In my mind, the Senate would ideally be composed of people with experience in a wide variety of real world roles, with academics, charity workers, businesspeople and so on all represented but I can’t think of a way to proactively make this happen.


The Senate would be wholly elected with candidates standing in a single electoral region and the top candidates would be elected via single transferable vote (STV.)

The specifics of electoral regions etc. would depend on whether we were talking about a UK or Scottish Senate, so I’ll deal with each example differently.

For the UK, I would use the electoral regions and number of representatives as used for the European elections, giving a total of 73 senators elected from the twelve regions.

For Scotland, I would use the eight electoral regions used for the Scottish parliament elections, each returning three representatives, giving a total of twenty four senators.

Senators would serve for a four year term and being barred from serving more than three terms, with elections offset from the main parliamentary elections to avoid confusion between the elections.


The expense of building a wholly new Senate building and the inevitable bunfight about where to situate it are evident problems with the creation of a new institution. However, this can be countered in a way which also makes the Senate more accessible, inclusive and representative of the nation. Send it on tour.

The Senate would exist as a legislative body composed of its members, not tied to any particular building. The Senate would meet in locations across the country, rotating between electoral regions on a monthly basis, thereby ensuring that the Senate is in your part of the country at least one month a year, with the public able to view debates and so on.

Of course, the expenses accrued in travel and accommodation for senators and staff (both senator’s aides and the administrative staff of the institution) would be considerable, but given the restricted number of senators, this is still likely to be less than the running expenses of the House of Lords as it stands.

In practical terms, this means that the Senate would meet two days a week, while Senators would be expected to work in their home regions three days a week, holding surgeries, meeting constituents and working from their home office.


Being a full-time job which is intended to attract ordinary people, rather than simply the wealthy or a professional politician, I propose that the wage for Senators be fixed as twice the average UK wage – at the moment amounting to a wage of around £55’000. This wage is sufficient to reflect the level of responsibility implicit in the role and discourage corruption (as power without proportional remuneration will inevitably lead to corruption) while not being so generous as to attract those who could earn more as a CEO.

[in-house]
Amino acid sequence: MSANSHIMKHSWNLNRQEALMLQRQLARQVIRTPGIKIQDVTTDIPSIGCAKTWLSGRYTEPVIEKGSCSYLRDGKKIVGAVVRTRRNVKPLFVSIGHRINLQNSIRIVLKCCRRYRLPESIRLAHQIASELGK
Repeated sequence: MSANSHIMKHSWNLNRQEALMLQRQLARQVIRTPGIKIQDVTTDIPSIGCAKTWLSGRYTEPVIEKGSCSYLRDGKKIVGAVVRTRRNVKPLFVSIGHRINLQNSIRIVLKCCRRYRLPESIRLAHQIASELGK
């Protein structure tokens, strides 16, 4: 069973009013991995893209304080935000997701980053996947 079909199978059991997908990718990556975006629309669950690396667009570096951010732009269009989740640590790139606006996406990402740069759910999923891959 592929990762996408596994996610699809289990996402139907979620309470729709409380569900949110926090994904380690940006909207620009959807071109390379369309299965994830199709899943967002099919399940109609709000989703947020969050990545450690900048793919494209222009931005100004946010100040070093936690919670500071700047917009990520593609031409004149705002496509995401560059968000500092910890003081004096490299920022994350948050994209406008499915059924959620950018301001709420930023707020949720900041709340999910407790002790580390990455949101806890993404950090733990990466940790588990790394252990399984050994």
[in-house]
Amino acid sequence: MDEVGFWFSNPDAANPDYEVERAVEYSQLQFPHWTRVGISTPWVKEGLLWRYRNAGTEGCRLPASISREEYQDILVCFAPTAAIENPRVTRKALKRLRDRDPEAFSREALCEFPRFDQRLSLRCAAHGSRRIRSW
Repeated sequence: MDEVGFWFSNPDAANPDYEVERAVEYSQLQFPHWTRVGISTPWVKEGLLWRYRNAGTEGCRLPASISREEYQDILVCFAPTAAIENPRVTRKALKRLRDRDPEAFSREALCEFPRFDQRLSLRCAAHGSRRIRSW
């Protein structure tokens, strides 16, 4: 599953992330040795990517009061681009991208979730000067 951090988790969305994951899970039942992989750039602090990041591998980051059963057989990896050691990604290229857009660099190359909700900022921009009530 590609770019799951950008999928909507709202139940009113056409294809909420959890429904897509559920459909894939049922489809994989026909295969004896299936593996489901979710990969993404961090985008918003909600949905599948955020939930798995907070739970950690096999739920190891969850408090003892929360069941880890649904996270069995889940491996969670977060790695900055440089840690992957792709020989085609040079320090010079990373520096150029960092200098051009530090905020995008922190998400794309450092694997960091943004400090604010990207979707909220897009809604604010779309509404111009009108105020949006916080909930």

Senators would also receive expenses for travel between their residence and where senate is being held, plus an allowance for an office and staff.

Senators would be barred from holding any other business interest while in office* or from accepting any ‘figurehead’ roles with companies after their term. If they insist on profiteering, they can write a book…

* If they are business owners when elected, they would be allowed to continue as owner but only in a non-executive capacity, handing the running of the company over for the duration.


Any senator or prospective Senator found to be claiming fraudulent expenses, favouring business interests or similar will be immediately stripped of their position and a by-election process started.

There would also be a recall procedure similar to the proposed Recall of MPs act, whereby electors would be able to recall a Senator if a sufficient number lodged their name against the motion to do so.

Obviously, many of these suggestions are in very broad strokes and reflect my personal preferences but the purpose of the article is largely to show that the way things are and have been done in British (or Scottish) politics does not have to endure.

By challenging the institutions and forms of our governance and having an open debate about what kind of country we want to live in and how we wish to be governed, positive change can move from seeming an impossible dream to something which seems logical, natural and inevitable.

E-petitions: promoting slacktivism or participation?


Louise Wilson